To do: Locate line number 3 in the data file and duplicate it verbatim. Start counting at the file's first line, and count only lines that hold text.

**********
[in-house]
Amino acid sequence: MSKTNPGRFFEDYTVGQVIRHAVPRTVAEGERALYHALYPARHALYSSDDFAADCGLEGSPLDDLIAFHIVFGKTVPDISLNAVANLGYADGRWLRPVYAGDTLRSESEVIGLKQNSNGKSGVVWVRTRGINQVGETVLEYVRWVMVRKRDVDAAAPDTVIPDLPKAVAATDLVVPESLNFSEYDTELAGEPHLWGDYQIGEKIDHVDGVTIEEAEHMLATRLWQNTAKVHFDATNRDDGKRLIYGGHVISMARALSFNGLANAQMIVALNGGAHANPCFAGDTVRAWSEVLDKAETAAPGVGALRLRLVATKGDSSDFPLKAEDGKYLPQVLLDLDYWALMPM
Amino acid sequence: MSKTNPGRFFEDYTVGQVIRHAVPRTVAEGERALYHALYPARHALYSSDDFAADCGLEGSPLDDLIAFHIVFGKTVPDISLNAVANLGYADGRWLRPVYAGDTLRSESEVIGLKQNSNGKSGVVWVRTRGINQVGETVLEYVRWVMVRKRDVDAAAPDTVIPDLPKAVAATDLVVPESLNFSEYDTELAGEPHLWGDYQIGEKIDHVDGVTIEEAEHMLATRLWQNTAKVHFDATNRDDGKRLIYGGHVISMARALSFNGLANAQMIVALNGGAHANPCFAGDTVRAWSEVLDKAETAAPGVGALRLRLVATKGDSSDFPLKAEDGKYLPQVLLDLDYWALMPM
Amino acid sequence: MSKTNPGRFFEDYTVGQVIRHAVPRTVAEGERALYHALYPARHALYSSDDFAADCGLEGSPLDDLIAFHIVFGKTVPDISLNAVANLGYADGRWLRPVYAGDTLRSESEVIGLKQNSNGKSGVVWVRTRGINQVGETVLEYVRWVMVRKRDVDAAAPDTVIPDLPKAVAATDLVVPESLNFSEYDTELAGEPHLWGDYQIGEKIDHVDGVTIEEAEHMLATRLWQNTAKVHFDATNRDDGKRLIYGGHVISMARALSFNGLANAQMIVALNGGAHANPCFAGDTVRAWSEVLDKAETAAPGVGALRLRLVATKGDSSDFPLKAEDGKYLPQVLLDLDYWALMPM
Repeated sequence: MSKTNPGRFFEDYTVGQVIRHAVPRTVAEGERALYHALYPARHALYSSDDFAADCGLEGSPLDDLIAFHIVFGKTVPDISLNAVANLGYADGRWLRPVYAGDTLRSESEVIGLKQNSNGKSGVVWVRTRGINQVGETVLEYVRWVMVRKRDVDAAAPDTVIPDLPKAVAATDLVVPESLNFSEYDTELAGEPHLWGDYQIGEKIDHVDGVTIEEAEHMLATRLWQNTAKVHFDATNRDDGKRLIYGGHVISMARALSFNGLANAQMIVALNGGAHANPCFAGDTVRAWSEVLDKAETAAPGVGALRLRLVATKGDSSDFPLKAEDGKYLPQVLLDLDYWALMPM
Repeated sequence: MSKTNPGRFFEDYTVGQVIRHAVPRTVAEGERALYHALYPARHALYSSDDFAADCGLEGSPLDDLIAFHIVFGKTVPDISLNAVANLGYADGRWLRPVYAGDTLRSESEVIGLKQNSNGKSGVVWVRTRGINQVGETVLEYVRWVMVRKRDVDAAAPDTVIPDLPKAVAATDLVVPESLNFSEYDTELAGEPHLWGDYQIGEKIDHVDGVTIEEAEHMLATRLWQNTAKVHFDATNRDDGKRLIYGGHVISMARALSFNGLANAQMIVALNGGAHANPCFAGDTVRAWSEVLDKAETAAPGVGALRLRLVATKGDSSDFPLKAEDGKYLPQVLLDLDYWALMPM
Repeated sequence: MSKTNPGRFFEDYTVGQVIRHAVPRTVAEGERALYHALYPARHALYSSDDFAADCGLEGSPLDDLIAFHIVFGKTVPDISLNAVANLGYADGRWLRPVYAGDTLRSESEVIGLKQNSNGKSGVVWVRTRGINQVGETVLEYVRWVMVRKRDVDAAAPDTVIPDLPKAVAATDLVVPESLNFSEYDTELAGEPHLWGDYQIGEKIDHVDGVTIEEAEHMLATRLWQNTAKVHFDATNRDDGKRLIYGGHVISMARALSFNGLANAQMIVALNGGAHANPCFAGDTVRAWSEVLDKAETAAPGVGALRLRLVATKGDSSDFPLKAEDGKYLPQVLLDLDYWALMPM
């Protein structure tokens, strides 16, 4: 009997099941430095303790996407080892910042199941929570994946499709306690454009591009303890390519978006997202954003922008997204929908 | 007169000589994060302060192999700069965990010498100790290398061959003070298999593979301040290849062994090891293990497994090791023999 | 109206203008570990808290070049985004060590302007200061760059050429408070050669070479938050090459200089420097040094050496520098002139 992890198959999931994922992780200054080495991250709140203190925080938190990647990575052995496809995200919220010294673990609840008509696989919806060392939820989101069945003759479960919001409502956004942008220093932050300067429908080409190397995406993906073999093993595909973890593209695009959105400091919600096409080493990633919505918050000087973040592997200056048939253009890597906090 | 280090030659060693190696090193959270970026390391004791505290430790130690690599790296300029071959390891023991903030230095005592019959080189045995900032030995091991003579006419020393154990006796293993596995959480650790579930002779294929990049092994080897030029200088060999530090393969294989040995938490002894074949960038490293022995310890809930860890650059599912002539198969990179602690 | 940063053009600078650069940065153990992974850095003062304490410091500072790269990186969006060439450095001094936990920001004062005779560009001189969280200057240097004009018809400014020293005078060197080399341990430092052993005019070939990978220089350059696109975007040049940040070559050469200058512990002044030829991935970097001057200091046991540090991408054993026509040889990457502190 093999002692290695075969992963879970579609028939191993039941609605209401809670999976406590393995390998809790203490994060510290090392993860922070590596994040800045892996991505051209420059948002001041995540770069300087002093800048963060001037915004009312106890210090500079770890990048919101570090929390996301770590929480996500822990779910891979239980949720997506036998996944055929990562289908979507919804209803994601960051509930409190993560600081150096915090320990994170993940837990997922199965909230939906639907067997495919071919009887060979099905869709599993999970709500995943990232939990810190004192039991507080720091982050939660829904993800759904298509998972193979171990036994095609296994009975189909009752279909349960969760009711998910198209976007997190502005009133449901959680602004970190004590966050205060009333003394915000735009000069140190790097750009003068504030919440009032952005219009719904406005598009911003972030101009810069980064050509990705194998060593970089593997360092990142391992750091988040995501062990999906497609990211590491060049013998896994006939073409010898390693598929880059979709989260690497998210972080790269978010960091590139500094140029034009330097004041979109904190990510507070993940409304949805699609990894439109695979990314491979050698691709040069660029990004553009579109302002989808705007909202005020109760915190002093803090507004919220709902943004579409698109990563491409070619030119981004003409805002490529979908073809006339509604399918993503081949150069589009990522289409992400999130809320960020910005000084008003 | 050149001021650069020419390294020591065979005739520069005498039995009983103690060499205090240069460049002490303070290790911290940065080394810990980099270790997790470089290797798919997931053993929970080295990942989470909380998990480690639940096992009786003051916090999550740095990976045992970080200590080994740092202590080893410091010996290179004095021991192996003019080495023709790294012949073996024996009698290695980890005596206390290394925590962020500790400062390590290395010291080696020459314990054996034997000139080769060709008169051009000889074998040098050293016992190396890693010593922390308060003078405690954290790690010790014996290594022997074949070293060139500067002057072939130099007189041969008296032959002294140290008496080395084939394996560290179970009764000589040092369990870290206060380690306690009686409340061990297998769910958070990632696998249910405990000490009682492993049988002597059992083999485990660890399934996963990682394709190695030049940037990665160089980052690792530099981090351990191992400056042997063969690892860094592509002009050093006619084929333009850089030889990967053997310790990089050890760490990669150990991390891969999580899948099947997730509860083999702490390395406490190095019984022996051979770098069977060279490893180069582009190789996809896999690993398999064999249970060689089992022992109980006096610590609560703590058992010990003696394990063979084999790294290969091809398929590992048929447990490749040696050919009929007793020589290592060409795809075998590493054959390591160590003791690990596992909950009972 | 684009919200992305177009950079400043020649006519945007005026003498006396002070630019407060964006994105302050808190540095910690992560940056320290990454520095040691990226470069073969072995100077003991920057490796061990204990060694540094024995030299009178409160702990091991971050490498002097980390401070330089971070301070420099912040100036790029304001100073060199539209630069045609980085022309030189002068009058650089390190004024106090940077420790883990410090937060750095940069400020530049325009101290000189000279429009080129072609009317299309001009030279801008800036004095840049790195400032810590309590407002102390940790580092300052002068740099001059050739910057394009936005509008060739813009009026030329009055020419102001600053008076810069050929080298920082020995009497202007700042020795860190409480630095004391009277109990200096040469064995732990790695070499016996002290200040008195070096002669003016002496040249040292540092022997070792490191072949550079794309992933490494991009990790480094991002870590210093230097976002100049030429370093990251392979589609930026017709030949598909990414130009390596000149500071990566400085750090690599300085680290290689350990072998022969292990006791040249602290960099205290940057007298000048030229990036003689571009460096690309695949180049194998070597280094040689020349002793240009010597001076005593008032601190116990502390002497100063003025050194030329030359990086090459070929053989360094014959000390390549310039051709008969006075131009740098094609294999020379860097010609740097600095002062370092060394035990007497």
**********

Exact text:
Amino acid sequence: MSKTNPGRFFEDYTVGQVIRHAVPRTVAEGERALYHALYPARHALYSSDDFAADCGLEGSPLDDLIAFHIVFGKTVPDISLNAVANLGYADGRWLRPVYAGDTLRSESEVIGLKQNSNGKSGVVWVRTRGINQVGETVLEYVRWVMVRKRDVDAAAPDTVIPDLPKAVAATDLVVPESLNFSEYDTELAGEPHLWGDYQIGEKIDHVDGVTIEEAEHMLATRLWQNTAKVHFDATNRDDGKRLIYGGHVISMARALSFNGLANAQMIVALNGGAHANPCFAGDTVRAWSEVLDKAETAAPGVGALRLRLVATKGDSSDFPLKAEDGKYLPQVLLDLDYWALMPM